WASHINGTON, Dec. 20, 2016 – The Environmental Protection Agency was acting within the law when it considered Argentine biodiesel imports as part of Renewable Fuel Standard requirements.

In 2015, the National Biodiesel Board filed a petition with the EPA taking issue with the agency’s decision to change rulemaking about foreign biodiesel and the RFS. Under that law, foreign producers were required to verify that feedstock used in renewable fuel production was grown on land cleared or cultivated before December of 2007. This was done to ensure sustainability requirements could be met and to make sure the biodiesel was responsibly sourced.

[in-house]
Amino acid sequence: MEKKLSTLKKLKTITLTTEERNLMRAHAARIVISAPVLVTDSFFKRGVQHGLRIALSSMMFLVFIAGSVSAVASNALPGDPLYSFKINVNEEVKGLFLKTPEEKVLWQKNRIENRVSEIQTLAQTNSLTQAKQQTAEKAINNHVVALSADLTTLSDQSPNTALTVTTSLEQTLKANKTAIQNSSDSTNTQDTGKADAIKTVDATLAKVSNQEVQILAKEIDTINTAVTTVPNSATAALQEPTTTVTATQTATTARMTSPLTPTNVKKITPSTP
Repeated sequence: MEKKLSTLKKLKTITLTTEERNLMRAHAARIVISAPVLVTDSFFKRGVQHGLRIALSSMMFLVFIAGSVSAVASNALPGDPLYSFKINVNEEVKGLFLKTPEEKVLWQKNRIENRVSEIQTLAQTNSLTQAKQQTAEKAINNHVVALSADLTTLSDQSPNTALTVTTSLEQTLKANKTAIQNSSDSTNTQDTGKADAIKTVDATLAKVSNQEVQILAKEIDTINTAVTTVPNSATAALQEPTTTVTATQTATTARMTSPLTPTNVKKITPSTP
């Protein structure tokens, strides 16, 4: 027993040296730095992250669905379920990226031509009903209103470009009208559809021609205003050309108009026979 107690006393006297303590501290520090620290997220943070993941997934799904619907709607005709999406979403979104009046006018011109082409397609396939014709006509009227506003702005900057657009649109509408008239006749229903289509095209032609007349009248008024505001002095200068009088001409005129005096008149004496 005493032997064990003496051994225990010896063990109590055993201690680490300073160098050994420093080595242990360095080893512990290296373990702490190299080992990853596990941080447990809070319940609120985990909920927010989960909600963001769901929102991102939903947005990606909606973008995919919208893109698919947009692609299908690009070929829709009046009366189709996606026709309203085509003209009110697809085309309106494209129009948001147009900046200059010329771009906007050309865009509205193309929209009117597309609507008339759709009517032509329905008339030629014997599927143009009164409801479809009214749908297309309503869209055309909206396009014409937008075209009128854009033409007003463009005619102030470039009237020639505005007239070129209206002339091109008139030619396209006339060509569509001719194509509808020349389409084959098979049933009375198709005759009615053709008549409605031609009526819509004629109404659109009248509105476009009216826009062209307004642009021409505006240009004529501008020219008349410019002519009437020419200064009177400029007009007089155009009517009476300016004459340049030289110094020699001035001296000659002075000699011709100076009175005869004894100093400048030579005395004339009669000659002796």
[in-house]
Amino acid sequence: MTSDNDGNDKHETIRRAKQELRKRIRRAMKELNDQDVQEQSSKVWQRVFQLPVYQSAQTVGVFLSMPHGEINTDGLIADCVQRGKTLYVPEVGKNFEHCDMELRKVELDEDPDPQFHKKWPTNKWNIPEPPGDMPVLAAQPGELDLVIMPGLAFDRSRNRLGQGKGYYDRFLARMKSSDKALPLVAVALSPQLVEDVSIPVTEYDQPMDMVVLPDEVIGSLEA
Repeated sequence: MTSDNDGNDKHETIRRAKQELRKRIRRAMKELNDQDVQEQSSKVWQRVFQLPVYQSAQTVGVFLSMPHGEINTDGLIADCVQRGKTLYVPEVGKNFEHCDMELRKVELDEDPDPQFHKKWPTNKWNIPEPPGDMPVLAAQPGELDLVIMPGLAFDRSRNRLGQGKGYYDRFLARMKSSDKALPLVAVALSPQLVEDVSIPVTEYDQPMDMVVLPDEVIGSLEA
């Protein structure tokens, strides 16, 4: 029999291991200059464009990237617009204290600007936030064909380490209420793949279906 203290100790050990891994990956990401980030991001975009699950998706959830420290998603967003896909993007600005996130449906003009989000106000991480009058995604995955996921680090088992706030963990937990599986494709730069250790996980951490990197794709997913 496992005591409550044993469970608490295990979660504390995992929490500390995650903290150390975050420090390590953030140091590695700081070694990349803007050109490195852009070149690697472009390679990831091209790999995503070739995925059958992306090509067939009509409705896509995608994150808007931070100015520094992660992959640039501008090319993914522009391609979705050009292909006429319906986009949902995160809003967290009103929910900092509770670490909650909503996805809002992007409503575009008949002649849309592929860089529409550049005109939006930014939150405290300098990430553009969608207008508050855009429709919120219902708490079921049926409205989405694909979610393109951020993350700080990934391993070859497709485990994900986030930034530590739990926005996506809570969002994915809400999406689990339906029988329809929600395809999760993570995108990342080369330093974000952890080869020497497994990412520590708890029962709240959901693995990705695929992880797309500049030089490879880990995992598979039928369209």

In a decision, a District of Columbia Court of Appeals judge ruled that EPA’s action to change that requirement was “neither arbitrary nor capricious, as it comports with agency regulations and rests upon the kind of highly technical judgments to which we owe agencies great deference.”

Under EPA’s suggested change, a third party’s survey plan could be used to demonstrate compliance rather than the tracking system previously required. NBB argued this was ineffective to ensure compliance but Judge David Tatel – writing the opinion for the three-judge panel – said the judges are “are more likely to brew renewable fuel ourselves than second-guess the EPA’s determination on this highly technical point based on a fleeting attack by the challenger.”

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In a statement, Anne Steckel, NBB’s vice president of federal affairs, said she thought the EPA’s decision “has negative implications for the industry, which is why we challenged.” She added that NBB is “still reviewing the court’s decision and looking at our options.”


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